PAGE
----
FILM REVIEW: My Thoughts on GODZILLA: KING OF THE MONSTERS!

Note: There will be spoilers!

If you're a fan of the classic Kiju monsters that originated from Japan's Toho studios, you will assuredly have a lot of 'Yes!' moments when watching Godzilla: King of the Monsters. Still, with that said, in a summer season crowded with blockbusters - filled to the brim with superheroes - you are likely wondering: Well, do these moments (mentioned above) allow it to stand out from the pack? Well, yes and no. First, however, allow me to bring you up to speed with this film.

Acting as a sequel to 2014's Godzilla, the film finds the titular monster coming to blows with a formidable enemy in the form of the multi-headed monster, Ghidorah. As is the case with other Godzilla films, caught in the middle of the battle royale between these monsters are the human characters - again largely consisting of the mysterious Monarch group, featured in the prior film.

Now, back to initial question asked above. One of the biggest awesome things that this film has going for it (as mentioned above) is it's fan service. For example, fans of the older films will appreciate things such as the reappearance of the oxygen destroyer - a device used to kill Godzilla in the first movie from 1954 - which is again used here by the Americans to kill Godzilla and Ghidorah. Speaking of Godzilla and Ghidorah, another strength of this film is its monsters! For example, Ghidorah delightfully keeps his original origin as an alien that came to Earth centuries ago and became Godzilla's main nemesis. In addition to the main event of 'zilla & Ghidorah's showdown, there are other fan-favorite monsters to enjoy as well, such as Mothra! For those of you not familiar with Mothra, the so-called Queen of the Monsters is a giant caterpillar that: spits out supper-strong silk webbing to ensnare her enemies, and morphs into a giant butterfly with powerful wings. On top of all of that, Mothra also has a pair of small twin girls that serve as intermediaries between her and the humans (because why not?). Because this modern take on the monsters is again full of fan service, it embraces this detail as well with actress Ziyi Zhang (best known for her role in Crouching Tiger, Hidden Dragon) portraying a variation on the Mothra twins.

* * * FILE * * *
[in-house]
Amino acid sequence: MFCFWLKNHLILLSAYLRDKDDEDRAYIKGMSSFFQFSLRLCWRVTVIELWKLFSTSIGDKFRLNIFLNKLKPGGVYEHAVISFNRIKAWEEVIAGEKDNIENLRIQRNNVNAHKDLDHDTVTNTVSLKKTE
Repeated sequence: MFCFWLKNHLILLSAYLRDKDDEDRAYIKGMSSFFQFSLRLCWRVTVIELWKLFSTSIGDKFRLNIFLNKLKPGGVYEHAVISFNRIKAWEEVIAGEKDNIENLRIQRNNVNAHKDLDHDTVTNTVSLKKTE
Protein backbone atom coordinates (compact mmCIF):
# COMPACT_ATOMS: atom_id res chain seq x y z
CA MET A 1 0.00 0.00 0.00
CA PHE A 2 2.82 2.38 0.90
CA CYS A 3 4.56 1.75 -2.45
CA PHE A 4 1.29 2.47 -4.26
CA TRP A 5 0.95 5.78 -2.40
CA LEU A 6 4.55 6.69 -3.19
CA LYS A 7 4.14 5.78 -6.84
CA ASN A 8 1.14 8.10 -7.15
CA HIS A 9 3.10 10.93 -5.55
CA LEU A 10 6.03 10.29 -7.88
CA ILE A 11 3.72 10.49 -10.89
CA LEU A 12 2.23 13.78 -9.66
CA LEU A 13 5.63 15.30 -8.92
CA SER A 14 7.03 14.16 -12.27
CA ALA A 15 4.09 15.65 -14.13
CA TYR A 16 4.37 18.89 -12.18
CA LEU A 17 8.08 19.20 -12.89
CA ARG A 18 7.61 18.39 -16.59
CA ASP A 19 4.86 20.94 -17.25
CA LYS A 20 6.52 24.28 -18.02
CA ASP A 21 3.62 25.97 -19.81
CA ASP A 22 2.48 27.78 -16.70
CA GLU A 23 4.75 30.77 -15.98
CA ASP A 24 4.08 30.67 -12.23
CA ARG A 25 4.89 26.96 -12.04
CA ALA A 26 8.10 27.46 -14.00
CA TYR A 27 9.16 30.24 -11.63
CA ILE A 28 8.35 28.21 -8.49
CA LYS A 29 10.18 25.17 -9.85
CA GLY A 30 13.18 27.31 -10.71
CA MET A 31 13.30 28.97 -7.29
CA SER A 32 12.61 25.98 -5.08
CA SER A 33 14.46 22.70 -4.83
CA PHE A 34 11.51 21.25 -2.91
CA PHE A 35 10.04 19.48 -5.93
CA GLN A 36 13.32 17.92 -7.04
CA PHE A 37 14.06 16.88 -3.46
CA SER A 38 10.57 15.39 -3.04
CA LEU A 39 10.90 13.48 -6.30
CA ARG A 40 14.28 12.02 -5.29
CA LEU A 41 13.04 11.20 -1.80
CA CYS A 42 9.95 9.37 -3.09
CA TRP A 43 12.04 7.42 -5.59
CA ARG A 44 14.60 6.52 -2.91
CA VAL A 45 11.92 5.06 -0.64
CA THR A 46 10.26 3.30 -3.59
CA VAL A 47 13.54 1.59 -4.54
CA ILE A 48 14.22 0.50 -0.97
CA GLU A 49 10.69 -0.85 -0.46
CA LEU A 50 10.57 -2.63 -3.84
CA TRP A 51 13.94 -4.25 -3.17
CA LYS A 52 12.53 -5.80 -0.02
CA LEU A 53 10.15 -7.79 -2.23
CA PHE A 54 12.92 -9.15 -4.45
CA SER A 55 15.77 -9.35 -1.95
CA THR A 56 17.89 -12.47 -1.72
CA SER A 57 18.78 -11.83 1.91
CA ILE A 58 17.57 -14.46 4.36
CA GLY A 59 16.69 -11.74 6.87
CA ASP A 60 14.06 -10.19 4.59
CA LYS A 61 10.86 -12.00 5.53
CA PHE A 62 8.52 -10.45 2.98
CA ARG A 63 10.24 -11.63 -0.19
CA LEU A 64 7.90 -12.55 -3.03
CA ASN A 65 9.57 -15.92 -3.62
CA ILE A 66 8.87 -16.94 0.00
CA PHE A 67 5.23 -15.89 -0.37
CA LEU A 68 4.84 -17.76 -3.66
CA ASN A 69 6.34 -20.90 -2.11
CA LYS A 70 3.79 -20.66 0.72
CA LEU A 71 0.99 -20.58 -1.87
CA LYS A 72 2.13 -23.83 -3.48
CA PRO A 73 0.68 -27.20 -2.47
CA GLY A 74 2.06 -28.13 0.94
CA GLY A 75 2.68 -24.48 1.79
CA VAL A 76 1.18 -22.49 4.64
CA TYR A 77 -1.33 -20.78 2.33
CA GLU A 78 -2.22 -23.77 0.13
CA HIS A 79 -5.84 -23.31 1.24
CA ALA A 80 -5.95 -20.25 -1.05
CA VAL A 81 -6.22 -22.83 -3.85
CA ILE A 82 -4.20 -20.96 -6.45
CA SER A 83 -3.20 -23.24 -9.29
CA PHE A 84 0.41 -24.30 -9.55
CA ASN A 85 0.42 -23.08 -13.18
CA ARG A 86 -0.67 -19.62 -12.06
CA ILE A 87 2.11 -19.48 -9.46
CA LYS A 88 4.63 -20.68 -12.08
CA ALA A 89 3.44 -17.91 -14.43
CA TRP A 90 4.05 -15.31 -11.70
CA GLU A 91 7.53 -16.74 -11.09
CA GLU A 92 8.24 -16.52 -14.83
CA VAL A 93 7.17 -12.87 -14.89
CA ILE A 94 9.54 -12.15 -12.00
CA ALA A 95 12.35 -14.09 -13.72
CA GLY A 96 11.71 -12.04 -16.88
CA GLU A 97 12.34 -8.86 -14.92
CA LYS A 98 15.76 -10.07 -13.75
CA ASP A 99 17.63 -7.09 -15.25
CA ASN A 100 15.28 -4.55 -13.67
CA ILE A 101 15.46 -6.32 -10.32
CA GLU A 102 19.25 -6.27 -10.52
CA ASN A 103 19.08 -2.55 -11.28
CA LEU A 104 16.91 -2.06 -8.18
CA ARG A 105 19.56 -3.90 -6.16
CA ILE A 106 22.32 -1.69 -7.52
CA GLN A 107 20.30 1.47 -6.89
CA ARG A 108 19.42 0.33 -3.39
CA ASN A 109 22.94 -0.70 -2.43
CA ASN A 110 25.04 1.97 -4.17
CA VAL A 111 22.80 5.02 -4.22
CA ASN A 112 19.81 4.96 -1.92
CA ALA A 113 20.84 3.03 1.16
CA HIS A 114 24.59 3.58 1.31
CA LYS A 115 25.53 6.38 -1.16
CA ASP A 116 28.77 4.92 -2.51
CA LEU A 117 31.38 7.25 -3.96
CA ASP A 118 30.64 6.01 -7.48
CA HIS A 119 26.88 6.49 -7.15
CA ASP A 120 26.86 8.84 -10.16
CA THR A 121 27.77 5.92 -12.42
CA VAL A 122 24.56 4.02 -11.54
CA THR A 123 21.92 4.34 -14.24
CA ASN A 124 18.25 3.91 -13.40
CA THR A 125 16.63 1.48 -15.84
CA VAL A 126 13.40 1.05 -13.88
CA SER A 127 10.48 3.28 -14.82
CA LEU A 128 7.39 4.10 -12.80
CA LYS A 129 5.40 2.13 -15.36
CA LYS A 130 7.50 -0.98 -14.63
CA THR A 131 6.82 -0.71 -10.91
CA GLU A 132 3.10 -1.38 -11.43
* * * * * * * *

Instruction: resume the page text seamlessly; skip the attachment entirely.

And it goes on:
Now, as I mention this character, it unfortunately highlights one of the biggest issues of the film, and that is it's human element. While ensemble players like Ziyi Zhang, Ken Watanabe, Charles Dance, and Millie Bobby Brown all do great jobs with their characters, the movie gets dragged down by other characters such as Kyle Chandler's Dr. Mark Russel and Vera Farmiga's Dr. Emma Russel. You see, both characters are scientists who work for Monarch, the big secret agency that tracks and studies the giant monsters. However, allegiances change when Godzilla causes a tragic death in their family unit: causing Mark to splinter away the organization in search of revenge, while Emma, meanwhile, continues her work with Monarch, developing a machine that will allow communication between humans and Kiju creatures. But we soon learn that all is not well with Emma as she allies herself with eco-terroist, Jonah Alan (played by Dance), to help her steal the device and awaken the many monsters that are dormant. The reason being that Emma wants to awaken the monsters to "save" the Earth and repair the environmental damage that humanity has caused.

Now, while I can get behind this idea - since at his core Godzilla is a creature born out of man's ignorance and arrogance - the movie stills feels weighed down by this plot point as Godzilla (in my opinion) works better as a metaphor for the atomic bomb and not global warming. Mark, conversely, isn't really given that much to do other than stare at the monsters ad scream at them.

While I love Godzilla and his fellows, I have to say that I don't think the story itself holds up as well as the Cloverfield movies which treat the giant monsters as natural disasters that overrun humanity. Though I think the Big-G could take down Cloverfield in a fight, he's still weighed down by incoherent plot points, the real slayer of giant monsters!

Overall grade: B-

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